Authors of a French study in this week’s issue of THE LANCET highlight the link between a specific strain of the bacterium Staphylococcus aureus and a severe form of pneumonia in children.
Between 1986 and 1998, eight cases of community-acquired pneumonia due to S aureus strains carrying the gene for the Panton-Valentine leukocidin (PVL) were recorded in France, six of which were fatal. Jerome Etienne from the Centre Hospitalo-Universitaire of Lyon, France, aimed to assess the clinical features of these eight cases, and those of other cases identified prospectively, and to compare them with the characteristics of patients with pneumonia caused by PVL-negative strains.
Eight retrospective and eight prospective cases of PVL-positive S aureus pneumonia were compared with 36 cases of PVL-negative S aureus pneumonia. The investigators recorded age, length of hospital stay, risk factors for infection, signs and symptoms, laboratory findings, antibiotic treatment, and serial radiological findings for all patients.
Richard Lane | alphagalileo
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Physicists have developed a new technique that uses electrical voltages to control the electron spin on a chip. The newly-developed method provides protection from spin decay, meaning that the contained information can be maintained and transmitted over comparatively large distances, as has been demonstrated by a team from the University of Basel’s Department of Physics and the Swiss Nanoscience Institute. The results have been published in Physical Review X.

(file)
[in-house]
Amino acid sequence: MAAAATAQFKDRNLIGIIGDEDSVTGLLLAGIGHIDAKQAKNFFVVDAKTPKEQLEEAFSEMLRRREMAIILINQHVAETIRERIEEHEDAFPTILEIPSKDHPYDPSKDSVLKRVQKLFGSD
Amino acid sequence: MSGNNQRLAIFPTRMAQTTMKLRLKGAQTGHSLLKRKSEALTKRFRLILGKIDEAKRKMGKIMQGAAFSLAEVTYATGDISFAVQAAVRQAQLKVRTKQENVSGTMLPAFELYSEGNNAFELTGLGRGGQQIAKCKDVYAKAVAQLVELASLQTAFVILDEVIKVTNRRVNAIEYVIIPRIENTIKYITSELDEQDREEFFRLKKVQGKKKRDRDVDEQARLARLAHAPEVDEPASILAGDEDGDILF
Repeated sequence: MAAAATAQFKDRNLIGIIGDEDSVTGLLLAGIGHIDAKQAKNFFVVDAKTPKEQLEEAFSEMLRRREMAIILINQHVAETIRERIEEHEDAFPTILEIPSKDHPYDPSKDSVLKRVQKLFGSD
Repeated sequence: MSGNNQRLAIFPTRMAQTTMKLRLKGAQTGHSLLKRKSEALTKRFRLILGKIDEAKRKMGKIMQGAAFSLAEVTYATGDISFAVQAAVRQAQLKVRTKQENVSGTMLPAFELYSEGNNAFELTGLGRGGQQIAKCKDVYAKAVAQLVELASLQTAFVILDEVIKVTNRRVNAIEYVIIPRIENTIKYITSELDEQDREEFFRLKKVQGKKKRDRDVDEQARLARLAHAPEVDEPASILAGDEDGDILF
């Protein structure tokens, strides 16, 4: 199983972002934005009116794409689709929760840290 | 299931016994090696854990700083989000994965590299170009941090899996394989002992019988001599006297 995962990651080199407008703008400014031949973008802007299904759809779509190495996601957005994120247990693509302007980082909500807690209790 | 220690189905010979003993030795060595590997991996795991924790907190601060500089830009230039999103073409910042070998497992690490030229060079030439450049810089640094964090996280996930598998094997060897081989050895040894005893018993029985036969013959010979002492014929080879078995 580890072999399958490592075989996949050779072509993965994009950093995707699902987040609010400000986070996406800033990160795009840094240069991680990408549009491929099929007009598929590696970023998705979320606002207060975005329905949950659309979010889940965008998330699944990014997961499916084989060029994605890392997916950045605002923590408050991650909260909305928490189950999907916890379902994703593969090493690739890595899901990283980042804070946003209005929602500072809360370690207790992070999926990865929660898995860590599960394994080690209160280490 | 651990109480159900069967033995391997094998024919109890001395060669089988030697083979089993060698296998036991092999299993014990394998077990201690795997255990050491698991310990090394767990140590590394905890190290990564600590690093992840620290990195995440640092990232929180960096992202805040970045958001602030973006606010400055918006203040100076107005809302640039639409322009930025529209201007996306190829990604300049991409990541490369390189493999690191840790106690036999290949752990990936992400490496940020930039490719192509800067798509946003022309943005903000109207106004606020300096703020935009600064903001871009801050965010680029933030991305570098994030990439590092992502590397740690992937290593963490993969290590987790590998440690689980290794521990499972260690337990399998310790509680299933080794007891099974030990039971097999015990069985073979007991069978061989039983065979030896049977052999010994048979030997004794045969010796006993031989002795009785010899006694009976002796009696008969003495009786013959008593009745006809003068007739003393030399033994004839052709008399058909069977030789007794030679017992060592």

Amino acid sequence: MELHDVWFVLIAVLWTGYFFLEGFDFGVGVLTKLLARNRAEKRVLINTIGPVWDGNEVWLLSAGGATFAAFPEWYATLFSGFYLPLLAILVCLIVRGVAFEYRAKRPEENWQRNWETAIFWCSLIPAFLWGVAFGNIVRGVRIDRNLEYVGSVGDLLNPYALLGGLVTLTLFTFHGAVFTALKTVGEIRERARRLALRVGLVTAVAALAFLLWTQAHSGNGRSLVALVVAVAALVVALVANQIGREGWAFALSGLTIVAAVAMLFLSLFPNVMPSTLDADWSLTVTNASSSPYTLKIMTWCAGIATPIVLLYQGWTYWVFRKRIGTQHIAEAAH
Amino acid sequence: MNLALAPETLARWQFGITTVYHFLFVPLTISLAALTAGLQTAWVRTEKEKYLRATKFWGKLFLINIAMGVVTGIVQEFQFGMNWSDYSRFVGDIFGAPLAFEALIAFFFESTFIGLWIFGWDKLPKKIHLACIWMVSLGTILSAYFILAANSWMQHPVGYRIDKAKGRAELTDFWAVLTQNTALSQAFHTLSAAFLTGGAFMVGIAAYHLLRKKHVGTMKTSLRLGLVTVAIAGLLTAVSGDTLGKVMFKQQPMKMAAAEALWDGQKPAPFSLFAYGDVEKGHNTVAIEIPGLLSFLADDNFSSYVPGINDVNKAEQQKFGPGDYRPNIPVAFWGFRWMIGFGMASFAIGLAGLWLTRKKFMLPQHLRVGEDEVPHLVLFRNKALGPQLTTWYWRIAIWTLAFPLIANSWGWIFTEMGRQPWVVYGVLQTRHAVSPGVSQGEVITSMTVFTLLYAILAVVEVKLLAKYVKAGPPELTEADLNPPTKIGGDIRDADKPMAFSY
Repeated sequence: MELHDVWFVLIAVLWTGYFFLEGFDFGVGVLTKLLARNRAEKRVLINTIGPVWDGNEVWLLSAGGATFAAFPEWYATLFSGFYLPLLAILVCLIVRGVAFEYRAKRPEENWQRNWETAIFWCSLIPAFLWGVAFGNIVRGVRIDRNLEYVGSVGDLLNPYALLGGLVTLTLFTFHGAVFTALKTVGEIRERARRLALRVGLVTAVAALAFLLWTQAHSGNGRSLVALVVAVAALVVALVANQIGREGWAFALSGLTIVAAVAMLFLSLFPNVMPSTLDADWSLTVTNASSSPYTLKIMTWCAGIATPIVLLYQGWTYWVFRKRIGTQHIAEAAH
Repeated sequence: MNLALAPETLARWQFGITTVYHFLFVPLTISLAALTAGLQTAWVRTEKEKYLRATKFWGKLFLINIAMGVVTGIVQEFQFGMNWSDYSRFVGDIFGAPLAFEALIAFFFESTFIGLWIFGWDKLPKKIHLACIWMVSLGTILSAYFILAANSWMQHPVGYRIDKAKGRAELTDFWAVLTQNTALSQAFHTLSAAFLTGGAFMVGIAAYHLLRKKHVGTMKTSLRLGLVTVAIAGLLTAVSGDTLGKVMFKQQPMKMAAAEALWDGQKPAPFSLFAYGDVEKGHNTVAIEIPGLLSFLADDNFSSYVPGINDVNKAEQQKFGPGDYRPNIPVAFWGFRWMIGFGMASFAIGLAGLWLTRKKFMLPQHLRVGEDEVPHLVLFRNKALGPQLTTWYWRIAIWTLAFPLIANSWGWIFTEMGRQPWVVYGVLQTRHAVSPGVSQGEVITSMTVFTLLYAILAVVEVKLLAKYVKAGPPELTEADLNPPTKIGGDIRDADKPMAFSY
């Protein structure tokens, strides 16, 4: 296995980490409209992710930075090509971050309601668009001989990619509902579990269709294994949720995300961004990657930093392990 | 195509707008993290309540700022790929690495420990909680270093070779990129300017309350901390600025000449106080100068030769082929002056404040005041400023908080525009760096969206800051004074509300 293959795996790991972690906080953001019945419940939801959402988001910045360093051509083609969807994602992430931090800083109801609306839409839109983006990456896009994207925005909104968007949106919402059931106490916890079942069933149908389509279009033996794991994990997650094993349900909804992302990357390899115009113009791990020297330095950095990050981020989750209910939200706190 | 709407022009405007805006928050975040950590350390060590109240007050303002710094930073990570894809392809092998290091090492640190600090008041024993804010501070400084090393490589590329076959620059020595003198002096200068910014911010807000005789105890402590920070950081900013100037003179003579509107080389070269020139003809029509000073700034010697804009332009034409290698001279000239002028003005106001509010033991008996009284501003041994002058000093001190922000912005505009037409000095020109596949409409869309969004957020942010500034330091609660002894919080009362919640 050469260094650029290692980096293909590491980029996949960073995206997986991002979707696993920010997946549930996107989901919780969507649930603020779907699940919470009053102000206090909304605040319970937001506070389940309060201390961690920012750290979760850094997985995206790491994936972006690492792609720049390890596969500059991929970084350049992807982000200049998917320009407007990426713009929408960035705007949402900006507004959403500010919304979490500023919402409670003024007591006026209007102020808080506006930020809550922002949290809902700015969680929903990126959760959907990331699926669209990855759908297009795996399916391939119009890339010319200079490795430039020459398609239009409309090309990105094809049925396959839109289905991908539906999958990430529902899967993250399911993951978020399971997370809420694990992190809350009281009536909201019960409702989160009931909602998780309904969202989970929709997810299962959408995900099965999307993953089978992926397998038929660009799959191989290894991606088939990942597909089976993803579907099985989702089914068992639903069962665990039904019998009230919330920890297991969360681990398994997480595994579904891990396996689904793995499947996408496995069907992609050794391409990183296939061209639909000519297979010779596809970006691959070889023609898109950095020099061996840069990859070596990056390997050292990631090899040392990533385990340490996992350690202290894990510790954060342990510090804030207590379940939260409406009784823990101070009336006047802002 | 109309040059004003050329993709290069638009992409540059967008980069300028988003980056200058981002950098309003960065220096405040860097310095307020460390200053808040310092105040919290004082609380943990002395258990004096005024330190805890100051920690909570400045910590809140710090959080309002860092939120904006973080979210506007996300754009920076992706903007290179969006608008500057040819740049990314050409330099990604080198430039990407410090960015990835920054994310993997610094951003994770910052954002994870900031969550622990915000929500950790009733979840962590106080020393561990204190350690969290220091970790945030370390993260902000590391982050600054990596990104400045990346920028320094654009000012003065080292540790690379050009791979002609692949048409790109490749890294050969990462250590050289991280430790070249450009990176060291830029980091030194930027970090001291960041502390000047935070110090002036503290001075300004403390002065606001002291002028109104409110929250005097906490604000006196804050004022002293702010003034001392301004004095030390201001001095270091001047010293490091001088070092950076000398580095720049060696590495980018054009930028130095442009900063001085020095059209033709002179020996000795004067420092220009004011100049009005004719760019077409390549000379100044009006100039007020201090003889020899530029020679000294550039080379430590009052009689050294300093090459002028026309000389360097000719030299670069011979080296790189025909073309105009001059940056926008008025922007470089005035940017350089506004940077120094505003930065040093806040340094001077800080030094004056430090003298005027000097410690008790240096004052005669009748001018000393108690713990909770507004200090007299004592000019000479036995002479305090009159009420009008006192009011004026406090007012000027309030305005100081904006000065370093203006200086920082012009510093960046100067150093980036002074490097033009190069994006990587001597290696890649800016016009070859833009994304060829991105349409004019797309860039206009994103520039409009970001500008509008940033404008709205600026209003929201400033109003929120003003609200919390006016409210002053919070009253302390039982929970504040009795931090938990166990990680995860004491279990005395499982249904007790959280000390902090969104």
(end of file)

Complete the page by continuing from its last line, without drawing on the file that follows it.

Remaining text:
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The research team of Prof. Dr. Oliver Einsle at the University of Freiburg's Institute of Biochemistry has long been exploring the functioning of nitrogenase....
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Physics supports biology: Researchers from PTB have developed a model system to investigate friction phenomena with atomic precision
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